The MPharm degree at Robert Gordon University (RGU) has been ranked as one of the top pharmacy courses in the world.

The announcement came from the latest QS World University Rankings by Subject which were recently released by higher education analysts QS Quacquarelli Symonds, and which are designed to help applicants identify the world’s strongest universities for each discipline.

To ascertain their rankings, the analysts evaluated over 4,400 institutions, finally ranking the top 1,117, and RGU was ranked in the top 250 universities for Pharmacy and Pharmacology.

This latest accolade continues to build on the worldwide reputation for the university’s School of Pharmacy and Life Sciences, which has also been ranked as the top pharmacy school in

Scotland in The Guardian University Guide, as well as being in the UK top 20 in both The Guardian and The Complete University Guide.

‘Our constant goal, said Professor Donald Cairns, Head of the School of Pharmacy and Life Sciences, ‘is to offer one of the best pharmacy programmes around and help our students be a positive force for society and the healthcare industry.

‘I believe that the pharmacists of tomorrow will have an important role to play as approachable experts in drugs and medicines and it is important that they receive the best possible preparation.

‘With the help of our expert staff and fantastic teaching facilities, we work hard to ensure our degree is of the highest standard and I’m pleased that we’ve been recognised in the latest QS rankings.’


PRESCRIBING GROUP Details of a national body to manage and oversee medicines policy across Scotland have been revealed by the Scottish Government.

In a series of written answers to questions from the Conservative’s public health spokesman, Miles Briggs MSP, Health Secretary Shona Robison explained that the Effective Prescribing Programme has been set up by NHS National Services Scotland, NHS Boards and the Scottish Government to ‘facilitate and support the quality of prescribing and medicines use’, and to ‘accelerate change through clinical leadership, removing barriers to change and adding focus and pace’.

‘The challenge of an ageing population with increasingly

complex multiple long-term conditions,’ Ms Robison told parliament, ‘requires that the NHS finds new and innovative ways of using its resources. An important guiding principle of this is, where possible, to adopt a ‘once for Scotland’ approach, ensuring best use of resources through joint working in order to improve patient healthcare outcomes.

‘The Effective Prescribing Programme is currently focusing on: the clinical effectiveness of biological medicines; developing a clinical consensus approach to particular clinical areas; scaling up the holistic review of patients on multiple medicines; supporting the implementation of prescribing strategies; and review of NHS boards’ use of formularies to support effective use of medicines.’

Professor Donald Cairns, Head of the School of Pharmacy and Life Sciences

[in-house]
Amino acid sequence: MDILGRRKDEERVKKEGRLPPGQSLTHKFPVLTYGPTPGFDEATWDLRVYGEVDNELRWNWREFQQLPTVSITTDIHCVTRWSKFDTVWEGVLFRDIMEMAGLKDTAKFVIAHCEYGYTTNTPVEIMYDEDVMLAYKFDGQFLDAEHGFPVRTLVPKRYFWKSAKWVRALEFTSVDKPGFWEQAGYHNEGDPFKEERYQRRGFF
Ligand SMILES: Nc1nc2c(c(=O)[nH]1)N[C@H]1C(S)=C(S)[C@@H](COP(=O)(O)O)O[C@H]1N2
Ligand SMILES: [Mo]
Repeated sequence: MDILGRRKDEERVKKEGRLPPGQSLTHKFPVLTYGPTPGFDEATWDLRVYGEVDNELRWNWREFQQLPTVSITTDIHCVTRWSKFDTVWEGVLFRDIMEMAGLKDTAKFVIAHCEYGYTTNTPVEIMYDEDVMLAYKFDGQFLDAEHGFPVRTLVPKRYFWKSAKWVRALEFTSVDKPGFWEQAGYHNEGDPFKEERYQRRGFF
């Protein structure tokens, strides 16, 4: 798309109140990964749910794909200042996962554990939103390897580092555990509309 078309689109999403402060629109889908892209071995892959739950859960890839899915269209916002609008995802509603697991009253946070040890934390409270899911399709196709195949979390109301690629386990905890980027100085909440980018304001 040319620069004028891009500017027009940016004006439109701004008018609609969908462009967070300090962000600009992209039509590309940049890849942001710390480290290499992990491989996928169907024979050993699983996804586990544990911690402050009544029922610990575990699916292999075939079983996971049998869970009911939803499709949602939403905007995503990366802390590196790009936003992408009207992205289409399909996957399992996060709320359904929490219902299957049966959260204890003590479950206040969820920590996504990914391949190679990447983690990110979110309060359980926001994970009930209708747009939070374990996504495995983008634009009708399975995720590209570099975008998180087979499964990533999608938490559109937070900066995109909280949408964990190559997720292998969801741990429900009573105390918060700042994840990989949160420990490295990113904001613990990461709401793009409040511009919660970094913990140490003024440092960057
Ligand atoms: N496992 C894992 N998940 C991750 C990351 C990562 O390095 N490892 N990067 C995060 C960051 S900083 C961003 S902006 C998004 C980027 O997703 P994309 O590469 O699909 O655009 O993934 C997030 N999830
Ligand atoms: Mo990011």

A highly successful partnership between the University of Strathclyde and GSK, a global healthcare company, has been extended significantly in an agreement worth more than £2.5million.

The award-winning collaborative programmes involve MPhil and PhD students working side-by-side with GSK scientists to develop and conduct novel research approaches to drug discovery and therapeutic treatments.

Since launching in 2009, this landmark Business-University partnership has supported both GSK employees and new graduates towards higher research degrees. The collaboration has included over 120 research students to date and has seen nearly 50 research papers published, 16 patents filed and eight students named inventors, in an outstanding contribution towards the UK health sector.

The partnership extension will see a total of 42 new PhD studentships created, 24 of which will be fully- funded industrial PhD studentships based at GSK, with secondments to


Strathclyde. The programme model boasts appreciable translational knowledge exchange impact, whereby students will conduct research projects under the joint supervision of a senior scientist from GSK and the experienced academics from Strathclyde.

‘Since 2009,’ said Strathclyde Programme Director, Professor Billy Kerr of the University’s Department of Pure and Applied Chemistry and Deputy Associate Principal for Research and Knowledge Exchange, ‘the GSK-Strathclyde programme has evolved into an expansive and flexible partnership, and has been transformative in opening up novel approaches to research collaborations, knowledge exchange, employer engagement, and personal advancement. The key principle behind the programme continues to be the sharing of knowledge, expertise, and experience between the two organisations, allowing us to work together to deliver internationally-leading research outputs and for the advancement of the sector.’

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